“Given what we have seen in the first two holes, we are increasingly optimistic about the potential at El Palmar and we are looking forward to receiving the assays,” Norris said.

Aren’t we all?

Strandline Resources:

If copper’s relative price strength is a reason to be taking advantage of the lower copper equity values delivered by the broader sell-off in equities, it is a case of doubly so in the mineral sands stocks.

The prices of mineral sands have been on the tear, as Shaw’s Peter O’Connor put it in a recent note on Strandline (STA), which is five months into the development of its Coburn project in WA’s Gascoyne region.

Strandline is trading at 20c and, in his note, O’Connor increased his price target on the stock from 58c to 71c in response to his upgraded zircon and rutile price forecasts.

After a choppy 2020 because of COVID, mineral sands prices started to move higher in a meaningful way as 2021 started to open. Pricing for the stuff is opaque. But it can be said prices are now approaching 10-year highs.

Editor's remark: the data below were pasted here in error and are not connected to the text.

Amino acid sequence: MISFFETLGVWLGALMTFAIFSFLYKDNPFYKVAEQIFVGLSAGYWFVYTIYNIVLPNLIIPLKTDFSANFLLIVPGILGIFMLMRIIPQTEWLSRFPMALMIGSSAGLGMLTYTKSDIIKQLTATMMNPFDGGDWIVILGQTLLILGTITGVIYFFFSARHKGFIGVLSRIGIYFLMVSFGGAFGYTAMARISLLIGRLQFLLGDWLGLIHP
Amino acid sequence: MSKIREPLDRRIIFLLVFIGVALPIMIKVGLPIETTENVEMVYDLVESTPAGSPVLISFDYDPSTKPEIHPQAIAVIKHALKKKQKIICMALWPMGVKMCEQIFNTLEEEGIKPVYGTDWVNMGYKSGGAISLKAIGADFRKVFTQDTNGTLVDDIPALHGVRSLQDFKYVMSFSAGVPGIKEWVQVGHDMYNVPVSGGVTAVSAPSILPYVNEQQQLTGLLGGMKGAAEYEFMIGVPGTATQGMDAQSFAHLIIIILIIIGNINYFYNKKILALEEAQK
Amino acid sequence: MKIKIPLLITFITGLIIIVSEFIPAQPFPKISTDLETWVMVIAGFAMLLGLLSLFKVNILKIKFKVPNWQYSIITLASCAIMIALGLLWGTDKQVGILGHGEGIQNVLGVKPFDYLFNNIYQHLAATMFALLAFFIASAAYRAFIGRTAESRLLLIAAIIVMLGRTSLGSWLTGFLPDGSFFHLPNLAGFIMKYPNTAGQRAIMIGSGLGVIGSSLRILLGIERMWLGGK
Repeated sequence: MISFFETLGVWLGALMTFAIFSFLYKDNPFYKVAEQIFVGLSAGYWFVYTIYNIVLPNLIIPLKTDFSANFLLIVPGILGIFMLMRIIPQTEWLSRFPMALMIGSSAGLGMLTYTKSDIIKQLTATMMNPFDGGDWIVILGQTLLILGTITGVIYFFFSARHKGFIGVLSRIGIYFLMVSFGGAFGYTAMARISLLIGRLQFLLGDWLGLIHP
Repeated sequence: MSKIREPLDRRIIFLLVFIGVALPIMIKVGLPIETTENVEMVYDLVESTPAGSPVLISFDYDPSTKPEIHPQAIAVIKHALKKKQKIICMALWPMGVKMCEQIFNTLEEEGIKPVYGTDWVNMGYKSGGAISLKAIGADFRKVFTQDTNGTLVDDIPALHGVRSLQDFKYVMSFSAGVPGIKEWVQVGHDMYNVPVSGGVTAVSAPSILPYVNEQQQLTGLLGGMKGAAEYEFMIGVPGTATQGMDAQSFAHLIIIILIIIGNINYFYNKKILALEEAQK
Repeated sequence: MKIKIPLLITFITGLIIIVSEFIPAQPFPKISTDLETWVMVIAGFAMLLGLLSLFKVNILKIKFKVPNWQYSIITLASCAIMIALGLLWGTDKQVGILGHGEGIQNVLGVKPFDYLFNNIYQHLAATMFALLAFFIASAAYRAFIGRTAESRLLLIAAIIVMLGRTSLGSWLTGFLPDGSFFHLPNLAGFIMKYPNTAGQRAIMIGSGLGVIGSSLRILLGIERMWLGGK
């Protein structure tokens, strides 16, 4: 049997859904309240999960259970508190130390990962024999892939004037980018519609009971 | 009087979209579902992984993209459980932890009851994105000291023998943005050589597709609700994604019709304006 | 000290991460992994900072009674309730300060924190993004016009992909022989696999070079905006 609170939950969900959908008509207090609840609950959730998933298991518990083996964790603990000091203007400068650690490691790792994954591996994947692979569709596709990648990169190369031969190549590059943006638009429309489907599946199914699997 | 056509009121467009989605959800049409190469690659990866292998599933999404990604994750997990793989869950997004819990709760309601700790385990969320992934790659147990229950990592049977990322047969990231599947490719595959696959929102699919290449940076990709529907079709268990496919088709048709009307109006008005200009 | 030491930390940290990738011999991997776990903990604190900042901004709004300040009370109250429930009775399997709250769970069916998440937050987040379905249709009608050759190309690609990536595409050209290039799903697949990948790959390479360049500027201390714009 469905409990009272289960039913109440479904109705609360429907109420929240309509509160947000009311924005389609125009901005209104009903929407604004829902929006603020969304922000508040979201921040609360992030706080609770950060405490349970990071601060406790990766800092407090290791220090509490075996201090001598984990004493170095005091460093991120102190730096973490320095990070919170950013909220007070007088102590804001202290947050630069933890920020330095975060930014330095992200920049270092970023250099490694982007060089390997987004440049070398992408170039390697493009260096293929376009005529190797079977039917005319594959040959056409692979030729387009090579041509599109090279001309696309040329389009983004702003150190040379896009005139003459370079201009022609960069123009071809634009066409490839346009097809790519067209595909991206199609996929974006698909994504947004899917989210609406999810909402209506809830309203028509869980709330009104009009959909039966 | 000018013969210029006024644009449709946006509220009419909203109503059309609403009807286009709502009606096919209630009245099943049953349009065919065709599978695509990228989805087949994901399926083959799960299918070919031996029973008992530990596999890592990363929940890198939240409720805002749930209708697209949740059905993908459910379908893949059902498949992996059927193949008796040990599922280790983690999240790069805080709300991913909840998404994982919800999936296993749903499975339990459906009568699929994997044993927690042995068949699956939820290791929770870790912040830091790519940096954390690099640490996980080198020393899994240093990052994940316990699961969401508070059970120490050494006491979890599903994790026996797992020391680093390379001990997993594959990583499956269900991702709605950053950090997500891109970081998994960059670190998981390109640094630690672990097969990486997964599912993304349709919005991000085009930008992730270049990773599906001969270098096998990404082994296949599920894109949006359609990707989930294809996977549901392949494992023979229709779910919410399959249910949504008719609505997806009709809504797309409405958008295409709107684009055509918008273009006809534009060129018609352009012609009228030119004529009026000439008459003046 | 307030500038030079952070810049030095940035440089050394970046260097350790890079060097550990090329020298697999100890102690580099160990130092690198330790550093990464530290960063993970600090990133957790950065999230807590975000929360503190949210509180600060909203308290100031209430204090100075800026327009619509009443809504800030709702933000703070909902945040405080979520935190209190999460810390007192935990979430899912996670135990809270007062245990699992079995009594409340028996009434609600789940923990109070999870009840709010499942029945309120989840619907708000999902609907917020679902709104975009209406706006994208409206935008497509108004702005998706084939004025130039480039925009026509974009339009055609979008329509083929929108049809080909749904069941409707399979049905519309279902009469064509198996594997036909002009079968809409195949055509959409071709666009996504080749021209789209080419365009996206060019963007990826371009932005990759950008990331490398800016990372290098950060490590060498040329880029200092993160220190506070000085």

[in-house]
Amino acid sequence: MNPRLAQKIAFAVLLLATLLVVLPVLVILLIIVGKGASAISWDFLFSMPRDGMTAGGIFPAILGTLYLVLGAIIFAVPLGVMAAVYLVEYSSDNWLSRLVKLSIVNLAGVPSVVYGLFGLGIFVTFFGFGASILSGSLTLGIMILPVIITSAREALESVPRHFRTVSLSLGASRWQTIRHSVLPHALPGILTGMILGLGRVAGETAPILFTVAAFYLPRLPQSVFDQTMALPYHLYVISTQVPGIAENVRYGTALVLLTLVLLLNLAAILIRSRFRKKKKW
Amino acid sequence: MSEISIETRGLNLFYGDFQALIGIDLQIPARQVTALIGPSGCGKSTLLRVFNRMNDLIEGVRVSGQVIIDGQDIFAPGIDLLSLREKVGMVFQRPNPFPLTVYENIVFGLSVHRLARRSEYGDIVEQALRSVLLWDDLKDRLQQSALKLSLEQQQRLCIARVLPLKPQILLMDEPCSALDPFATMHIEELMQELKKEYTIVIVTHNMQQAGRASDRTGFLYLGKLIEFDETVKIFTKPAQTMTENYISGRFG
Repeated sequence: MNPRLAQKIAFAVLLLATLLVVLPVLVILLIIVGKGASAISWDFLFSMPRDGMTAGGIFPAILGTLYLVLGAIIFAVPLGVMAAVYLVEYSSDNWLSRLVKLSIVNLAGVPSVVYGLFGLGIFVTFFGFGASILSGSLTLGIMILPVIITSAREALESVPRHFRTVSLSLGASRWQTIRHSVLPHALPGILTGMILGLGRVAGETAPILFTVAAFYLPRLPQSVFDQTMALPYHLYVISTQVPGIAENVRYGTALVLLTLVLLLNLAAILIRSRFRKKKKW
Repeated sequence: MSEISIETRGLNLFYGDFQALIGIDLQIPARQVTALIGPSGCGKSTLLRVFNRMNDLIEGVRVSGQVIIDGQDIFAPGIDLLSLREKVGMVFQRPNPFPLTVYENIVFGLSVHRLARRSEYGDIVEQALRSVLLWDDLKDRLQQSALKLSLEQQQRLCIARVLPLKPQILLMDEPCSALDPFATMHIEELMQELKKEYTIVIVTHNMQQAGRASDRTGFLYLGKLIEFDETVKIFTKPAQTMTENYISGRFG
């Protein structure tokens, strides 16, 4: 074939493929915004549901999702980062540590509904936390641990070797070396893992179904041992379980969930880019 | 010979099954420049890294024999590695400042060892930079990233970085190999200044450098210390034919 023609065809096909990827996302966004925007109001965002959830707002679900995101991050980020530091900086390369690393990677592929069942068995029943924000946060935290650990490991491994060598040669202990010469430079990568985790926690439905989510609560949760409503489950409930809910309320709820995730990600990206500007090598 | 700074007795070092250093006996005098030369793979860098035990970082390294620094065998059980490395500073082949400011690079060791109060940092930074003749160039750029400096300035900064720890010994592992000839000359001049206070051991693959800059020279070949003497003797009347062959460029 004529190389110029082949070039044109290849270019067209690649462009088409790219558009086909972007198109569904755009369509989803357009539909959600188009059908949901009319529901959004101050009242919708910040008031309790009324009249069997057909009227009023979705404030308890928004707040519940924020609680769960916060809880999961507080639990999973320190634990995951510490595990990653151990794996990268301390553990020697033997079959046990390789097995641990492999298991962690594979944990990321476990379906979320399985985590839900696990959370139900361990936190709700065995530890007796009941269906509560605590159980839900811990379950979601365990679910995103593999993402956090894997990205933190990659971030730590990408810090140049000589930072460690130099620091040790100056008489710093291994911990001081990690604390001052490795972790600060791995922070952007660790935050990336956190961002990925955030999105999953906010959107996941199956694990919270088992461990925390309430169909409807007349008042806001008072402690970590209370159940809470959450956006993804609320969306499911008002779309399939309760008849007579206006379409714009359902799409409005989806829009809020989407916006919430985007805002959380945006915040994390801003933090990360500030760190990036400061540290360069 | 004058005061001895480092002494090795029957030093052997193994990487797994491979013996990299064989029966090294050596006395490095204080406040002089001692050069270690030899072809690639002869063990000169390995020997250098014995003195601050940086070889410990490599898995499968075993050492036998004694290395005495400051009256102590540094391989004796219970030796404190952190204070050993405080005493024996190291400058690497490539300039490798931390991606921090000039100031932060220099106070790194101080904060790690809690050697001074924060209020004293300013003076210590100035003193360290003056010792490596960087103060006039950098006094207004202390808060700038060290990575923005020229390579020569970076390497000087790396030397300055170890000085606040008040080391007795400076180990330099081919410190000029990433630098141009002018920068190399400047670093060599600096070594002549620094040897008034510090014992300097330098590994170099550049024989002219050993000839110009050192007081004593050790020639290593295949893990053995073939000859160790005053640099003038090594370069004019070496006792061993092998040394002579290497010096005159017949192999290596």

That is dreamtime stuff for Strandline with its fully-funded Coburn project, which is due to send its first ore to the processing plant in the December quarter next year.

Based on lower mineral sands prices used to arrive at its final investment decision on the development back in May, Coburn is forecast to post annual average EBITDA of $A104 million for an initial 22.5 years.

That is interesting stuff given Strandline is currently valued by the market at $220m.

It is worth running through just how dreamtime things have become for Strandline, putting aside the $150m in soft-dollar financing the Coburn project received from the Federal Government’s NAIF fund to complete the project’s financing.